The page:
No, the worst ones were what Joe came to call “a little Bloob.”


The tiniest popping sound, followed by a poof that reminded Kathy of actors blowing out candles in the old black and white movies. That was the “Bloob”.


And those produced the most hideous, rank odors imaginable. She’d be lying on the couch, he in his recliner, and as soon as she heard the little pop, she’d pull up the comforter and cover her nose and mouth with it. Even their little Jack Russel Terrier would hear that sound, jump off the couch, and trot outside through his doggie door to the fresh air out back.


With his sensitive little sniffer, she didn’t blame him. Even dogs had their limits, it seemed.


As time went on, Joe stopped there more frequently, and it got worse. She’d taken to keeping a can of air freshener at her side at all times, like a Sheriff’s six-gun in a lawless town, to try and offset the revolting odors emanating from his chair.


The arguments got worse, more bitter as time passed. One day, he made an extremely rude comment as she was in the kitchen, and she stopped her work, not believing what she just heard.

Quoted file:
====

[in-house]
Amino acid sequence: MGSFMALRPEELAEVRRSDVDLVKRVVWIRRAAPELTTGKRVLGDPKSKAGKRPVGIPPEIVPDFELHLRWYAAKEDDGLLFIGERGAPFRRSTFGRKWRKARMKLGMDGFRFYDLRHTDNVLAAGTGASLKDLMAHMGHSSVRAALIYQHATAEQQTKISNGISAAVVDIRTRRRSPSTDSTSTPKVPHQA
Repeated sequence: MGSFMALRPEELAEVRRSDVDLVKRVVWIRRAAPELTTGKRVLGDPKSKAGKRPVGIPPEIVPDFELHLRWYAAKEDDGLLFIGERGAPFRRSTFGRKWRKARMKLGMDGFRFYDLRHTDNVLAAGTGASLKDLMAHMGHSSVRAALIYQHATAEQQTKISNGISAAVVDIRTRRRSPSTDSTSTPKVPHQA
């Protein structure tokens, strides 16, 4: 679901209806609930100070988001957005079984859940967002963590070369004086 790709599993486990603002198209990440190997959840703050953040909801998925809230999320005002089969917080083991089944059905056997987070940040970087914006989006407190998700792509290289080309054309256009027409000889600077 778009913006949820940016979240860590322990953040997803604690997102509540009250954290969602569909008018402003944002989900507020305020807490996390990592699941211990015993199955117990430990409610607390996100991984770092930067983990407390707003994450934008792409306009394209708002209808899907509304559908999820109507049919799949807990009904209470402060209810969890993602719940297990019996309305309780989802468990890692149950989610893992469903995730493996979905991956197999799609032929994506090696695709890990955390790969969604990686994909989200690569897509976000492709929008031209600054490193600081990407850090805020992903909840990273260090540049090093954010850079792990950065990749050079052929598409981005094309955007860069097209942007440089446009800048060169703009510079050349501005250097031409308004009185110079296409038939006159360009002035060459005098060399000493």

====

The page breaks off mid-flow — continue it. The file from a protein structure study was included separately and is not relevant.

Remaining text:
She finally lost it. She’d had enough. She raced in from the kitchen, her chef’s knife in hand from slicing vegetables, and told him she couldn’t take it any longer. She wanted out.


And he laughed. He actually laughed in her face, laughing so hard, he produced one of his room clearing “Bloobs”.


She shrieked, gripped the handle of the knife in both hands, and plunged it deep into his gut.


Even before he howled in pain, she heard the hissing, wooshing sound. The sound of a broken air line, or perhaps escaping compressed air.


She understood immediately that she’d made a critical mistake. She’d hit the stomach, possibly the intestines.


Her eyes widened to comical proportions, realizing what she’d done. She began backpedaling, waving her arms frantically, but the stench hit her hard, a noxious cloud straight from the very bowels of Hell itself.


Decomposing bodies floating in raw sewage would be spring roses in a field of lavender compared to the malodorous effluvium quickly filling the room. The back of her legs hit the couch, and she went down hard, choking and gagging. She leaned to the side and vomited profusely, trying to get it all out and not choke on it, completely ignoring Joe’s frenzied cries for help.


The Jack Russel was already out in the yard, howling instead of barking.


She rolled off the couch onto the floor, praying the stench would rise, like stifling air does. She began crawling toward the door to the kitchen, to try and get away, and as she passed the wall vent, she heard the click of the heat coming on downstairs.


And they heated their home with natural gas.